Domiano et al v. Schnuck Markets, Inc.

Filing 53

MEMORANDUM AND ORDER : IT IS HEREBY ORDERED that Plaintiffs' Motion to Restrict Defendant's Communication with Putative Class Members and to be Included in All Future Communications #12 is DENIED. Signed by District Judge John A. Ross on 2/6/14. (ARL)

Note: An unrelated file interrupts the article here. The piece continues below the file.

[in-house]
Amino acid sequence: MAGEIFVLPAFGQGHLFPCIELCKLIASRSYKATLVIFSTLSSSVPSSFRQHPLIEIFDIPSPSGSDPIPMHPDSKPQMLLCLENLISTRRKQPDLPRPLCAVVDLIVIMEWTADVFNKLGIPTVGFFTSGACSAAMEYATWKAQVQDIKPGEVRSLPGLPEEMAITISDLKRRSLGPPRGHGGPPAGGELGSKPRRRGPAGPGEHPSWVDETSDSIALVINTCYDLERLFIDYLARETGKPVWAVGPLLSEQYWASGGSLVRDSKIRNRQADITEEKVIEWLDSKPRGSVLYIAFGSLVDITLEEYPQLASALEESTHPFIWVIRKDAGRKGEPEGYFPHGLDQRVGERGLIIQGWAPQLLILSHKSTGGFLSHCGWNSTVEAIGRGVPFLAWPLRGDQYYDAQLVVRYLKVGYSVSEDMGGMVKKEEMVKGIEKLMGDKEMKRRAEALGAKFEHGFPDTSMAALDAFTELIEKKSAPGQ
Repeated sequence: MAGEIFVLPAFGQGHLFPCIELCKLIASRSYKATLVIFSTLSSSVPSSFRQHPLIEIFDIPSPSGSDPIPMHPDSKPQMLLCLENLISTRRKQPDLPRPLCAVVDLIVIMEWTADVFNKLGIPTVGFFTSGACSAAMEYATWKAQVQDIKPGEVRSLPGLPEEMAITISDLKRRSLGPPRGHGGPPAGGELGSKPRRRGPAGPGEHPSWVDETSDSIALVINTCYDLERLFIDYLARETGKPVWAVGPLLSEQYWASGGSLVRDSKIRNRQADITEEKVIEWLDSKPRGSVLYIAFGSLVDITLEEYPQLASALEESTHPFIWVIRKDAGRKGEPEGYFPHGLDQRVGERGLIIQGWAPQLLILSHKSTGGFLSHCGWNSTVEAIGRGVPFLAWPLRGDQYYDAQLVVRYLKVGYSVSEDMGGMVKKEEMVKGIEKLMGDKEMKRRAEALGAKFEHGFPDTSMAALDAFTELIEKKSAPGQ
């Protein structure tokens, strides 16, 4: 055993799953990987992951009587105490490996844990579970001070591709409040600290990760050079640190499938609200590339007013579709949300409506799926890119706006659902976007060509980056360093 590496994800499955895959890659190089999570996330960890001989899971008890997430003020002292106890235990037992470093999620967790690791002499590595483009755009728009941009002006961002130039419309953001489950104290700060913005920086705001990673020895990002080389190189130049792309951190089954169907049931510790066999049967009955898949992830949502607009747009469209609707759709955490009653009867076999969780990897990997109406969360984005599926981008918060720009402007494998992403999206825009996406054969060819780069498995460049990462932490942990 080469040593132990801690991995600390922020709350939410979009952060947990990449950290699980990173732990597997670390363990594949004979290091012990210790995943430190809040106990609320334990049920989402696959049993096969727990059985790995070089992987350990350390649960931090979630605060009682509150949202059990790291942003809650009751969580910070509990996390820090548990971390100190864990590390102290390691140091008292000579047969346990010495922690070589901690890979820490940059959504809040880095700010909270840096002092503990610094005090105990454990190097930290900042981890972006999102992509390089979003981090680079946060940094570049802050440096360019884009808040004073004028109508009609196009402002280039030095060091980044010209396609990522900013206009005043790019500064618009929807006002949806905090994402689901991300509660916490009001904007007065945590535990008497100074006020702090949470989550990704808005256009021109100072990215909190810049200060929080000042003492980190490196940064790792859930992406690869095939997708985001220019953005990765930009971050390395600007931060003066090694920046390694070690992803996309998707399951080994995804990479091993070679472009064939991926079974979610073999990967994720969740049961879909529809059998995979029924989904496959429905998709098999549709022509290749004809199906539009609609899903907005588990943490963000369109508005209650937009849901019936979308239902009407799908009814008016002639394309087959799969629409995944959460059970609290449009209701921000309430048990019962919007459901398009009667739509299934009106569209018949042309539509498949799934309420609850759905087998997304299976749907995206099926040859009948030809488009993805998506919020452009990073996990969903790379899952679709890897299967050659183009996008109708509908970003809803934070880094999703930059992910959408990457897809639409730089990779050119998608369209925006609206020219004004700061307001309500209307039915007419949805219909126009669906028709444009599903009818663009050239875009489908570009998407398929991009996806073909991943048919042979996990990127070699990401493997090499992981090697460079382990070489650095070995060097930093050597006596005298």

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UNITED STATES DISTRICT COURT EASTERN DISTRICT OF MISSOURI EASTERN DIVISION ROBERT DOMIANO, et al., ) ) Plaintiffs, ) ) v. ) Case No. 4:13-CV-683-JAR ) SCHNUCKS MARKETS, INC., ) ) Defendant. ) ) MEMORANDUM AND ORDER This matter is before the Court on Plaintiffs’ Motion to Restrict Defendant’s Communication with Putative Class Members and to be Included in All Future Communications (“Motion”; ECF No. 12). In their Motion, Plaintiffs assert that Defendant is communicating with putative class members through its website regarding the breach of security of Defendant’s payment system. Although Defendant does not mention the existence of this lawsuit in these communications, Plaintiffs assert that Defendant’s communications with putative class members (that is, all customers who used their credit and debit cards at Defendant’s stores during the security breach) concern issues specific to this lawsuit and affect the rights of members of the putative class. Plaintiffs assert that Defendant has created a claims program to reimburse individuals for losses related to the security breach and that such program will likely be cited as a “settlement” or “satisfaction” in future litigation. See ECF No. 17-1 (letter from Schnucks to customers providing “15.00 in satisfaction of your claim”). Plaintiffs state that this “limited evidence shows that Defendant’s communication to putative class members concerning this litigation is, at the very least, misleading and confusing.” (Plaintiffs’ Reply in Support of Motion to Restrict Defendant’s Communications ECF No. 25 at 4). Plaintiffs request an order, pursuant to Fed.R.Civ.P. 23(d),1 restricting Defendant’s communications with putative class members and requiring Defendant to include Plaintiffs’ counsel on all future communications. In response, Defendant asserts that it should not be restricted from communicating with its customers, particularly when Plaintiffs have not identified any abusive communications. (ECF No. 17 at 1). Defendant notes that Plaintiffs have not identified anything “incorrect, misleading, or coercive” about what it has said to its customers. Defendant states that it has not required claimants to sign releases in exchange for payments as part of its voluntary claims program. (Id. at 9). “In a class-action lawsuit, a district court may not order restraints on speech under Fed.R.Civ.P. 23(d) except when justified by actual or threatened misconduct of a serious nature.” Great Rivers Co-op. of Se. Iowa v. Farmland Indus., Inc., 59 F.3d 764, 766 (8th Cir. 1995)(citing Manual for Complex Litigation, Second § 30.24 at 232 (1985)). “Before entry of such an order, there must be a clear record and specific findings that reflect a weighing of the need for a limitation and the potential interference with the rights of the parties.” Great Rivers Co-op. of Se. Iowa, 59 F.3d at 766 (citing Gulf Oil v. Bernard, 452 U.S. 89, 101, 101 S.Ct. 2193, 2200, 68 L.Ed.2d 693 (1981)). The Court finds that restriction of Defendant’s communications is not warranted at this stage of the litigation and based upon the evidence presented. The Court notes that there are currently settlement negotiations occurring in the equivalent State court action in the TwentySecond Circuit Court of the City of St. Louis, Missouri. Likewise, this federal action has become part of a multi-district litigation (MDL) action that has been consolidated for purposes of pre-trial and involves four other federal cases, each with different plaintiffs’ counsel. Thus, the 1 Fed.R.Civ.P. 23(d)(1)(C) provides that “[i]n conducting an action under this rule, the court may issue orders that impose conditions on the representative parties[.]” -2- Court finds that inclusion of Plaintiffs’ counsel in all future communications to be impracticable and unjustified given the current state of the litigation. Further, the Court does not believe that Plaintiffs have provided adequate evidence to support such a restriction on speech. Plaintiffs are seeking to limit Defendant’s communications with its customers who are not yet represented by counsel. While the Court recognizes that there is precedent for limiting communication with putative class members, see Kleiner v. First Nat. Bank of Atlanta, 751 F.2d 1193, 1203 (11th Cir. 1985), the Court finds that Plaintiffs have not demonstrated that Defendant has abused the class action process such to require Plaintiffs’ proposed overly burdensome sanction. Plaintiffs have not demonstrated that Defendant has been “soliciting class members to opt out of the litigation[.]” Great Rivers Co-op. of Se. Iowa, 59 F.3d at 766. The Court takes Defendant at its word that its voluntary payment to its customers as a “satisfaction of … claim” is not a release of claims for potential plaintiffs. If Plaintiffs discovers that Defendant is having any communications with putative class plaintiffs that is improper or unethical, Plaintiffs can revisit this issue with the Court Accordingly, IT IS HEREBY ORDERED that Plaintiffs’ Motion to Restrict Defendant’s Communication with Putative Class Members and to be Included in All Future Communications [12] is DENIED. Dated this 6th day of February, 2014. __________________________________ JOHN A. ROSS UNITED STATES DISTRICT JUDGE -3-

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